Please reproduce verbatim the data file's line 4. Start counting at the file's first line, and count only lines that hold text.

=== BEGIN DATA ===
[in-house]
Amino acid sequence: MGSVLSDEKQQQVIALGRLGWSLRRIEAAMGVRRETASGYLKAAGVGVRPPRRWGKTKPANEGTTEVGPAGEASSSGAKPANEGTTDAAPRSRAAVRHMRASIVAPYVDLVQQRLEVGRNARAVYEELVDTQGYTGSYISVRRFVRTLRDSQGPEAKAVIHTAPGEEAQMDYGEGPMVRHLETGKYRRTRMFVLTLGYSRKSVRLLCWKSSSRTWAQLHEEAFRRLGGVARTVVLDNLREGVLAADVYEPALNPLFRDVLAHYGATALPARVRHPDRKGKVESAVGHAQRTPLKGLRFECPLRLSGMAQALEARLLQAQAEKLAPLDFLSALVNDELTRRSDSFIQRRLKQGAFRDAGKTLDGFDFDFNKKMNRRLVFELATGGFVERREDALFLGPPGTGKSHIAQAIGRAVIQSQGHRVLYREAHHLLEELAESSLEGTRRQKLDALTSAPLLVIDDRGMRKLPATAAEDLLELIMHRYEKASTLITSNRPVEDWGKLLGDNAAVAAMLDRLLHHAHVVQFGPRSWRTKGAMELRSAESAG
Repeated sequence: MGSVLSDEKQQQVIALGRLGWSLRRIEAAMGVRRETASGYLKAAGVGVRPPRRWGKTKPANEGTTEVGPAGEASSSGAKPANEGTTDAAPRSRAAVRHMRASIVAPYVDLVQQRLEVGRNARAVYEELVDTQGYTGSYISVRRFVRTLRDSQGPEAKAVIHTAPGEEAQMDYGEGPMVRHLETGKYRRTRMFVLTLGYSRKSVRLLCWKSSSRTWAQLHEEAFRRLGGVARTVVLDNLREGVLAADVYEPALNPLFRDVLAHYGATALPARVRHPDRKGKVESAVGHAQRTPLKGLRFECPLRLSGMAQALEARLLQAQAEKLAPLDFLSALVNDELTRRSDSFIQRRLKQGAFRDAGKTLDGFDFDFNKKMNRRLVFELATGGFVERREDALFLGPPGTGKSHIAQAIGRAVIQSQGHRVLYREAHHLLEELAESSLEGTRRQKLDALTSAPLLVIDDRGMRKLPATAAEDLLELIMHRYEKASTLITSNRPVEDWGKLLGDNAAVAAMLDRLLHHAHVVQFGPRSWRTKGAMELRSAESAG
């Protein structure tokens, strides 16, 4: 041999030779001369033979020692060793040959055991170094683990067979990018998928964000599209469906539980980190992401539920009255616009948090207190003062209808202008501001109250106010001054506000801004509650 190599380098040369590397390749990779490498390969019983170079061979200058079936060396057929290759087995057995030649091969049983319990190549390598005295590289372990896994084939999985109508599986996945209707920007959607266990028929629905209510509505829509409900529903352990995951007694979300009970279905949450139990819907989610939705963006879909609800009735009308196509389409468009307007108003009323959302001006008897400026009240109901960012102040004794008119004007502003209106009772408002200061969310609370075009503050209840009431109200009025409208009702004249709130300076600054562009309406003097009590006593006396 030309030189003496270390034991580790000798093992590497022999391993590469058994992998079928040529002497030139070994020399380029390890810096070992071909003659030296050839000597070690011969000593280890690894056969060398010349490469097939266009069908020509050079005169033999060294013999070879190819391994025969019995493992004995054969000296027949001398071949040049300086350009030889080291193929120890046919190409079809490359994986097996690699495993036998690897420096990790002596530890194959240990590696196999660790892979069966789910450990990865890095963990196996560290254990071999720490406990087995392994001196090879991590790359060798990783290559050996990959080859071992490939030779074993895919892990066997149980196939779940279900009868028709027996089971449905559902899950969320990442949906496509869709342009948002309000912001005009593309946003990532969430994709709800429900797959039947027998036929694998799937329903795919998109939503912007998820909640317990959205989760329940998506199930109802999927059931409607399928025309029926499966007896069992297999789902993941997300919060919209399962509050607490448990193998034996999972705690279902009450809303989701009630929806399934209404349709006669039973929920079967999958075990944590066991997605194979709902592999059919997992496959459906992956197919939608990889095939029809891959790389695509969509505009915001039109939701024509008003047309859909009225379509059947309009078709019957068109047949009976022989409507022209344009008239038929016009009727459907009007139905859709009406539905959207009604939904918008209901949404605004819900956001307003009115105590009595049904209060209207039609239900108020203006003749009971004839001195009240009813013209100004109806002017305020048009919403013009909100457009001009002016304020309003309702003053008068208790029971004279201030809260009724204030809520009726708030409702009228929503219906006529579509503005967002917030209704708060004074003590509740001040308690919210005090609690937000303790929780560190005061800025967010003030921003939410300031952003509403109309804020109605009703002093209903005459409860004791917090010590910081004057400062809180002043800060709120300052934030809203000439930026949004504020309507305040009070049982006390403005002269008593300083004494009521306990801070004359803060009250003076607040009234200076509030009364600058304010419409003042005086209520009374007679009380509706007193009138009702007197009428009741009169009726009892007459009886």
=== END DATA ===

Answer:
């Protein structure tokens, strides 16, 4: 041999030779001369033979020692060793040959055991170094683990067979990018998928964000599209469906539980980190992401539920009255616009948090207190003062209808202008501001109250106010001054506000801004509650 190599380098040369590397390749990779490498390969019983170079061979200058079936060396057929290759087995057995030649091969049983319990190549390598005295590289372990896994084939999985109508599986996945209707920007959607266990028929629905209510509505829509409900529903352990995951007694979300009970279905949450139990819907989610939705963006879909609800009735009308196509389409468009307007108003009323959302001006008897400026009240109901960012102040004794008119004007502003209106009772408002200061969310609370075009503050209840009431109200009025409208009702004249709130300076600054562009309406003097009590006593006396 030309030189003496270390034991580790000798093992590497022999391993590469058994992998079928040529002497030139070994020399380029390890810096070992071909003659030296050839000597070690011969000593280890690894056969060398010349490469097939266009069908020509050079005169033999060294013999070879190819391994025969019995493992004995054969000296027949001398071949040049300086350009030889080291193929120890046919190409079809490359994986097996690699495993036998690897420096990790002596530890194959240990590696196999660790892979069966789910450990990865890095963990196996560290254990071999720490406990087995392994001196090879991590790359060798990783290559050996990959080859071992490939030779074993895919892990066997149980196939779940279900009868028709027996089971449905559902899950969320990442949906496509869709342009948002309000912001005009593309946003990532969430994709709800429900797959039947027998036929694998799937329903795919998109939503912007998820909640317990959205989760329940998506199930109802999927059931409607399928025309029926499966007896069992297999789902993941997300919060919209399962509050607490448990193998034996999972705690279902009450809303989701009630929806399934209404349709006669039973929920079967999958075990944590066991997605194979709902592999059919997992496959459906992956197919939608990889095939029809891959790389695509969509505009915001039109939701024509008003047309859909009225379509059947309009078709019957068109047949009976022989409507022209344009008239038929016009009727459907009007139905859709009406539905959207009604939904918008209901949404605004819900956001307003009115105590009595049904209060209207039609239900108020203006003749009971004839001195009240009813013209100004109806002017305020048009919403013009909100457009001009002016304020309003309702003053008068208790029971004279201030809260009724204030809520009726708030409702009228929503219906006529579509503005967002917030209704708060004074003590509740001040308690919210005090609690937000303790929780560190005061800025967010003030921003939410300031952003509403109309804020109605009703002093209903005459409860004791917090010590910081004057400062809180002043800060709120300052934030809203000439930026949004504020309507305040009070049982006390403005002269008593300083004494009521306990801070004359803060009250003076607040009234200076509030009364600058304010419409003042005086209520009374007679009380509706007193009138009702007197009428009741009169009726009892007459009886």